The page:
For an ambience and décor that enhances an establishment there are two rules of thumb: make a subtle, tough to pinpoint atmosphere, or make it memorable. There is nothing subtle about Orange Café. The walls are orange. Parts of the windows are orange. Even the water canteen is wrapped in an orange covering. Only missing was a room full of Dutch nationals in orange gear watching highlights of Robin Van Persie’s spectacular diving header.
But when the expected food at typical lunchtime eateries is virtually standardised, particularly those which serve students primarily, standing out is half the battle.
I ordered an orange juice to start—to blend in. The large selection of momos, chowmein, fried rice and snacks are standard, so ordering from the Orange Specials section was the obvious course of action.
Waiting a healthy amount of time for the sampling of orange specialties allowed for time to notice the other elements of the ambiance and décor.
PICS: BASIL EDWARD TEO
Many restaurants labeled ‘café’, don’t feel welcoming to patrons killing time or getting work done. There were a few people with their laptops using the free Wifi in the seating area with low tables and more common bench-style seating. For a snack and cold drink it is a reasonable place to sit and work undisturbed, if you like the music selection.
A heavy meal of Katy Perry served the hungry customers at our table, and they were ready to roar if they didn’t get their food quickly. And then like a firework, the chicken momo sizzler (Rs 220) erupted to our table, temporarily drowning out the pop superstar. The noisy dish smelled like popcorn near the end of its timer, and steam billowed up from the table. The chicken filling was moist and flavourful, complemented by the slightly browned exterior.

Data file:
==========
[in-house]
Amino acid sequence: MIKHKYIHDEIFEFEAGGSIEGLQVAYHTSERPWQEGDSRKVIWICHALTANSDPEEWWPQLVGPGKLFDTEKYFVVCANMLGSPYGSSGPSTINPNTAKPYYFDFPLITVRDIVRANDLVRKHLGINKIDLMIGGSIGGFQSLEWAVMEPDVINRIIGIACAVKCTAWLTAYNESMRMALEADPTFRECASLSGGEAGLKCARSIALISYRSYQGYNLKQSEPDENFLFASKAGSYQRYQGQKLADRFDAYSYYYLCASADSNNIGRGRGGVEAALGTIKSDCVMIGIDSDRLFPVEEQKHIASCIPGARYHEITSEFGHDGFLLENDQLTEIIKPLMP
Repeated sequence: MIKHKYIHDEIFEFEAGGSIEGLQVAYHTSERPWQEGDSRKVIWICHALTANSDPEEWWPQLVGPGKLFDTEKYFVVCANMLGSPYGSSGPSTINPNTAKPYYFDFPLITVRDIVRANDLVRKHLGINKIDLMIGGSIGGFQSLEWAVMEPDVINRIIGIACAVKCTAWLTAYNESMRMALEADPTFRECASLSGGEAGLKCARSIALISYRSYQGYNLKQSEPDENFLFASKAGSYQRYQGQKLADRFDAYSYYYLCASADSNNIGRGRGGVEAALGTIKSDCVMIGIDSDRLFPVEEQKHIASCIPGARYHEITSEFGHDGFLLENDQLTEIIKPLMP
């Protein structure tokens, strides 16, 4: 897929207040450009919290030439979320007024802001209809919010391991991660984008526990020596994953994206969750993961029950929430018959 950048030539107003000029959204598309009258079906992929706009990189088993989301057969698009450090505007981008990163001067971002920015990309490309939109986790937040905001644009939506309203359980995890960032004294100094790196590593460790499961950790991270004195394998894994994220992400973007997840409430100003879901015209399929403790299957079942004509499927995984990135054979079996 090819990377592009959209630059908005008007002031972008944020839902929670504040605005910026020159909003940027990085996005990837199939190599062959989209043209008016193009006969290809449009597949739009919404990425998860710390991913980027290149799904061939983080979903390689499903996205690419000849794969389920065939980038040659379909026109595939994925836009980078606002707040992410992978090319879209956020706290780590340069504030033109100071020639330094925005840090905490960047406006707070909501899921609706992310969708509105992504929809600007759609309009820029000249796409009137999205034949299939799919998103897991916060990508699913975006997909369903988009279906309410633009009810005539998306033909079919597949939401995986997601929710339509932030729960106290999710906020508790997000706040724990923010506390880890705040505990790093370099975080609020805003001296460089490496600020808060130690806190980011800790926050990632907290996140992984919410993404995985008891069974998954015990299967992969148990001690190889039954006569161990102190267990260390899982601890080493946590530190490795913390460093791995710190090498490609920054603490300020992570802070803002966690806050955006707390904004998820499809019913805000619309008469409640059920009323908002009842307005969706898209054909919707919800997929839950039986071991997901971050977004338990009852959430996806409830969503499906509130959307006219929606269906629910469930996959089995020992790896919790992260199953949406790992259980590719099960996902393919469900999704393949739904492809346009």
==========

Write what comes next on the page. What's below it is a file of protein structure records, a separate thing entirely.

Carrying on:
The chicken sizzler (Rs 230) was similarly tasty, but sizzler’s rarely live up to their noisy hype and loud price tag. The thin noodles accompanying each were rather dry and bland, but the main attraction should always carry the show.
In the chicken mood, the special chicken wings (Rs 190) were nothing out of the ordinary. The crispy fried outside and dark meat was tasty, and had no need for the hot sauce on the side. But raving about only four chicken wings per order is an especially difficult task.
The last dish turned out to be the best. The simple kakara aaloo (Rs 90) snack was fried into thin wedges. They were delightfully crispy, but had enough potato in the thin cut covered in the savory sauce to still be easily picked up with each poke from a toothpick.
Unless you’re fascinated by the bright colour, Orange Café is not a cross town destination, but it’s worth stopping by for students and professionals looking for a snack at a welcoming location. It is just up the hill from Hotel Himalaya.